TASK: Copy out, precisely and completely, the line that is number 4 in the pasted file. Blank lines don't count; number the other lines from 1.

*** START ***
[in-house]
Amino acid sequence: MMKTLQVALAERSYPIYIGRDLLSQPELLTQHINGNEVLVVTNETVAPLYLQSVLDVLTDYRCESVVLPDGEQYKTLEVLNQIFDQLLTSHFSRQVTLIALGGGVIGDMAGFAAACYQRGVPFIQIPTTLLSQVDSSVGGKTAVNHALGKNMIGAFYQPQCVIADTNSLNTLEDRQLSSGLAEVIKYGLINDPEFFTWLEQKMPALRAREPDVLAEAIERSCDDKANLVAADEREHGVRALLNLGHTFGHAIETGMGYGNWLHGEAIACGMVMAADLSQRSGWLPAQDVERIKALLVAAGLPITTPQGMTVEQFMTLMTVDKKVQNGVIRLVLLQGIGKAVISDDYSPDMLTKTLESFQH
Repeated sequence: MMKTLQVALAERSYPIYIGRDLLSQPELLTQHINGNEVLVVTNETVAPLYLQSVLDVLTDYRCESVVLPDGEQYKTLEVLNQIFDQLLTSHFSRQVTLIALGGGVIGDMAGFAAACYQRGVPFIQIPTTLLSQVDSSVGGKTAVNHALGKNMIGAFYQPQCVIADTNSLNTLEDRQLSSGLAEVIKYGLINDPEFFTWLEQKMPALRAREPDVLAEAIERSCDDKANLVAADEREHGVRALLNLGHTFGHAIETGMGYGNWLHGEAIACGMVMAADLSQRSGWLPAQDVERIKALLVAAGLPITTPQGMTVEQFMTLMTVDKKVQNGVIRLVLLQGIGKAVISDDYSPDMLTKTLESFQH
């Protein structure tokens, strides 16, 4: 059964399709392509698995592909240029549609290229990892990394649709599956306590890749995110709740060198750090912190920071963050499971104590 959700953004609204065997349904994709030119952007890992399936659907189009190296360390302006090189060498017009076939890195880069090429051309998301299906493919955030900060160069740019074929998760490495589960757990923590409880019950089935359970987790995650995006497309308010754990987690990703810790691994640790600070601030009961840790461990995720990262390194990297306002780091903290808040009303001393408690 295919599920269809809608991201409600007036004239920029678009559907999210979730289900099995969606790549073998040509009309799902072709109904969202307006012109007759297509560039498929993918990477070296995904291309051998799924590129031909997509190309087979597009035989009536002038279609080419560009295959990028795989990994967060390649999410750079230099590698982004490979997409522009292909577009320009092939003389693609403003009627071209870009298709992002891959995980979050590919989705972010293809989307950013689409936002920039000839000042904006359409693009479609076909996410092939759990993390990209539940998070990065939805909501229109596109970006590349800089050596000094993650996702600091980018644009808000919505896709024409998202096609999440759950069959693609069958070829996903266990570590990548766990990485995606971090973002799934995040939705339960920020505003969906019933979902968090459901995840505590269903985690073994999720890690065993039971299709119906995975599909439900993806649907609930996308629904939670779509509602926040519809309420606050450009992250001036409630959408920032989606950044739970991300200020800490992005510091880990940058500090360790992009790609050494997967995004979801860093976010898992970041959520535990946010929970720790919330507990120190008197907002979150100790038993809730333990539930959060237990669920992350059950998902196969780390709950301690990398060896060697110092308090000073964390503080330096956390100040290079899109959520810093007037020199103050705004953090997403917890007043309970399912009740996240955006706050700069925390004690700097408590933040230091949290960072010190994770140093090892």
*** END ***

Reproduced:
């Protein structure tokens, strides 16, 4: 059964399709392509698995592909240029549609290229990892990394649709599956306590890749995110709740060198750090912190920071963050499971104590 959700953004609204065997349904994709030119952007890992399936659907189009190296360390302006090189060498017009076939890195880069090429051309998301299906493919955030900060160069740019074929998760490495589960757990923590409880019950089935359970987790995650995006497309308010754990987690990703810790691994640790600070601030009961840790461990995720990262390194990297306002780091903290808040009303001393408690 295919599920269809809608991201409600007036004239920029678009559907999210979730289900099995969606790549073998040509009309799902072709109904969202307006012109007759297509560039498929993918990477070296995904291309051998799924590129031909997509190309087979597009035989009536002038279609080419560009295959990028795989990994967060390649999410750079230099590698982004490979997409522009292909577009320009092939003389693609403003009627071209870009298709992002891959995980979050590919989705972010293809989307950013689409936002920039000839000042904006359409693009479609076909996410092939759990993390990209539940998070990065939805909501229109596109970006590349800089050596000094993650996702600091980018644009808000919505896709024409998202096609999440759950069959693609069958070829996903266990570590990548766990990485995606971090973002799934995040939705339960920020505003969906019933979902968090459901995840505590269903985690073994999720890690065993039971299709119906995975599909439900993806649907609930996308629904939670779509509602926040519809309420606050450009992250001036409630959408920032989606950044739970991300200020800490992005510091880990940058500090360790992009790609050494997967995004979801860093976010898992970041959520535990946010929970720790919330507990120190008197907002979150100790038993809730333990539930959060237990669920992350059950998902196969780390709950301690990398060896060697110092308090000073964390503080330096956390100040290079899109959520810093007037020199103050705004953090997403917890007043309970399912009740996240955006706050700069925390004690700097408590933040230091949290960072010190994770140093090892």